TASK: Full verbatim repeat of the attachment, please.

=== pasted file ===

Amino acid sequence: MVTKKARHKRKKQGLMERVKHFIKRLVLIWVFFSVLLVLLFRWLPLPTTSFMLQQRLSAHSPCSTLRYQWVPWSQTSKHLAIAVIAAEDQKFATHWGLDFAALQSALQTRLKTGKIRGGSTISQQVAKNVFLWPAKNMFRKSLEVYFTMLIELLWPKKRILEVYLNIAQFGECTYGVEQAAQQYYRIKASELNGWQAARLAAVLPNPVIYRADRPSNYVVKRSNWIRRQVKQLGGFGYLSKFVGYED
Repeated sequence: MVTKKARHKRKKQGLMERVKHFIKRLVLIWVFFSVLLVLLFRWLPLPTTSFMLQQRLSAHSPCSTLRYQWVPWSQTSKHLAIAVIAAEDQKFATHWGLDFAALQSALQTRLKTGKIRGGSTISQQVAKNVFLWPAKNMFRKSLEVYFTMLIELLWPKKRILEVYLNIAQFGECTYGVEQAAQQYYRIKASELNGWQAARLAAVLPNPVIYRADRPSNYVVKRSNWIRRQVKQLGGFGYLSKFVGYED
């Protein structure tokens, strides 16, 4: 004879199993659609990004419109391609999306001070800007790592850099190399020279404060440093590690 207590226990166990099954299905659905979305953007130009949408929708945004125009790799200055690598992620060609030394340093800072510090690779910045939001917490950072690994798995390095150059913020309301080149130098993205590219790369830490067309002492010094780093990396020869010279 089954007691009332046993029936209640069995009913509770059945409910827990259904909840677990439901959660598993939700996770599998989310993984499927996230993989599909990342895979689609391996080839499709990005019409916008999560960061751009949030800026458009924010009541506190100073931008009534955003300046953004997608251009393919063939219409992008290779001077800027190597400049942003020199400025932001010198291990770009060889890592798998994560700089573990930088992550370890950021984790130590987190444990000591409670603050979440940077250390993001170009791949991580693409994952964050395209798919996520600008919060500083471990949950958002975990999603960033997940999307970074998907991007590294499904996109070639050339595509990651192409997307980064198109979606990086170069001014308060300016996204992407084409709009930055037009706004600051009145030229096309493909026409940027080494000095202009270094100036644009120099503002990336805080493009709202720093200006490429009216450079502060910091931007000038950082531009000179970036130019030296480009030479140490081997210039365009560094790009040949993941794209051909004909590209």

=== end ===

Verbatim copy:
Amino acid sequence: MVTKKARHKRKKQGLMERVKHFIKRLVLIWVFFSVLLVLLFRWLPLPTTSFMLQQRLSAHSPCSTLRYQWVPWSQTSKHLAIAVIAAEDQKFATHWGLDFAALQSALQTRLKTGKIRGGSTISQQVAKNVFLWPAKNMFRKSLEVYFTMLIELLWPKKRILEVYLNIAQFGECTYGVEQAAQQYYRIKASELNGWQAARLAAVLPNPVIYRADRPSNYVVKRSNWIRRQVKQLGGFGYLSKFVGYED
Repeated sequence: MVTKKARHKRKKQGLMERVKHFIKRLVLIWVFFSVLLVLLFRWLPLPTTSFMLQQRLSAHSPCSTLRYQWVPWSQTSKHLAIAVIAAEDQKFATHWGLDFAALQSALQTRLKTGKIRGGSTISQQVAKNVFLWPAKNMFRKSLEVYFTMLIELLWPKKRILEVYLNIAQFGECTYGVEQAAQQYYRIKASELNGWQAARLAAVLPNPVIYRADRPSNYVVKRSNWIRRQVKQLGGFGYLSKFVGYED
């Protein structure tokens, strides 16, 4: 004879199993659609990004419109391609999306001070800007790592850099190399020279404060440093590690 207590226990166990099954299905659905979305953007130009949408929708945004125009790799200055690598992620060609030394340093800072510090690779910045939001917490950072690994798995390095150059913020309301080149130098993205590219790369830490067309002492010094780093990396020869010279 089954007691009332046993029936209640069995009913509770059945409910827990259904909840677990439901959660598993939700996770599998989310993984499927996230993989599909990342895979689609391996080839499709990005019409916008999560960061751009949030800026458009924010009541506190100073931008009534955003300046953004997608251009393919063939219409992008290779001077800027190597400049942003020199400025932001010198291990770009060889890592798998994560700089573990930088992550370890950021984790130590987190444990000591409670603050979440940077250390993001170009791949991580693409994952964050395209798919996520600008919060500083471990949950958002975990999603960033997940999307970074998907991007590294499904996109070639050339595509990651192409997307980064198109979606990086170069001014308060300016996204992407084409709009930055037009706004600051009145030229096309493909026409940027080494000095202009270094100036644009120099503002990336805080493009709202720093200006490429009216450079502060910091931007000038950082531009000179970036130019030296480009030479140490081997210039365009560094790009040949993941794209051909004909590209």